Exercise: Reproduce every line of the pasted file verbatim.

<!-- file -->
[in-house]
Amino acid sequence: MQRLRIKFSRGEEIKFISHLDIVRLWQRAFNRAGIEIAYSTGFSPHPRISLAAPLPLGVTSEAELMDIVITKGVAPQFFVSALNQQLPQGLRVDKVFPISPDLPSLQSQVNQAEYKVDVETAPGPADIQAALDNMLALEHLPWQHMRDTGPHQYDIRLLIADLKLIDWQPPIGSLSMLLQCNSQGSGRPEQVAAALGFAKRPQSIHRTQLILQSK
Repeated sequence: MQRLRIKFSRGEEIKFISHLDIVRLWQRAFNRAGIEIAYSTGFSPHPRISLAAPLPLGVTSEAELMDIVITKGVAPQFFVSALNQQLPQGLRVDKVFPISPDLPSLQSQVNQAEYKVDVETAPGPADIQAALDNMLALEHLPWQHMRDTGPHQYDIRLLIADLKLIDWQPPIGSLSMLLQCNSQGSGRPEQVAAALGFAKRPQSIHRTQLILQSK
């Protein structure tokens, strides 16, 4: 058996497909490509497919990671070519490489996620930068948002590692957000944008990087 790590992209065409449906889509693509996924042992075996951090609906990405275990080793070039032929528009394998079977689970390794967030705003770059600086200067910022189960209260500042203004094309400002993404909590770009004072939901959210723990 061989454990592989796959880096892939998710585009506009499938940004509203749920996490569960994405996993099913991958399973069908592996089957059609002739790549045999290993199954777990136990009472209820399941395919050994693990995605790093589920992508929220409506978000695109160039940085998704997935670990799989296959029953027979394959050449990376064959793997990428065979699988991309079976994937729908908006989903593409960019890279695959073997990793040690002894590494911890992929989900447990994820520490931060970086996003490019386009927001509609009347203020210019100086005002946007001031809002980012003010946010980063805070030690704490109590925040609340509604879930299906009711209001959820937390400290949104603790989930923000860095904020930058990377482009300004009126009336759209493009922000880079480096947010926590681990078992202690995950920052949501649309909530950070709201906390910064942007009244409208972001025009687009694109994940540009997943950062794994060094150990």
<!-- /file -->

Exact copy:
[in-house]
Amino acid sequence: MQRLRIKFSRGEEIKFISHLDIVRLWQRAFNRAGIEIAYSTGFSPHPRISLAAPLPLGVTSEAELMDIVITKGVAPQFFVSALNQQLPQGLRVDKVFPISPDLPSLQSQVNQAEYKVDVETAPGPADIQAALDNMLALEHLPWQHMRDTGPHQYDIRLLIADLKLIDWQPPIGSLSMLLQCNSQGSGRPEQVAAALGFAKRPQSIHRTQLILQSK
Repeated sequence: MQRLRIKFSRGEEIKFISHLDIVRLWQRAFNRAGIEIAYSTGFSPHPRISLAAPLPLGVTSEAELMDIVITKGVAPQFFVSALNQQLPQGLRVDKVFPISPDLPSLQSQVNQAEYKVDVETAPGPADIQAALDNMLALEHLPWQHMRDTGPHQYDIRLLIADLKLIDWQPPIGSLSMLLQCNSQGSGRPEQVAAALGFAKRPQSIHRTQLILQSK
């Protein structure tokens, strides 16, 4: 058996497909490509497919990671070519490489996620930068948002590692957000944008990087 790590992209065409449906889509693509996924042992075996951090609906990405275990080793070039032929528009394998079977689970390794967030705003770059600086200067910022189960209260500042203004094309400002993404909590770009004072939901959210723990 061989454990592989796959880096892939998710585009506009499938940004509203749920996490569960994405996993099913991958399973069908592996089957059609002739790549045999290993199954777990136990009472209820399941395919050994693990995605790093589920992508929220409506978000695109160039940085998704997935670990799989296959029953027979394959050449990376064959793997990428065979699988991309079976994937729908908006989903593409960019890279695959073997990793040690002894590494911890992929989900447990994820520490931060970086996003490019386009927001509609009347203020210019100086005002946007001031809002980012003010946010980063805070030690704490109590925040609340509604879930299906009711209001959820937390400290949104603790989930923000860095904020930058990377482009300004009126009336759209493009922000880079480096947010926590681990078992202690995950920052949501649309909530950070709201906390910064942007009244409208972001025009687009694109994940540009997943950062794994060094150990």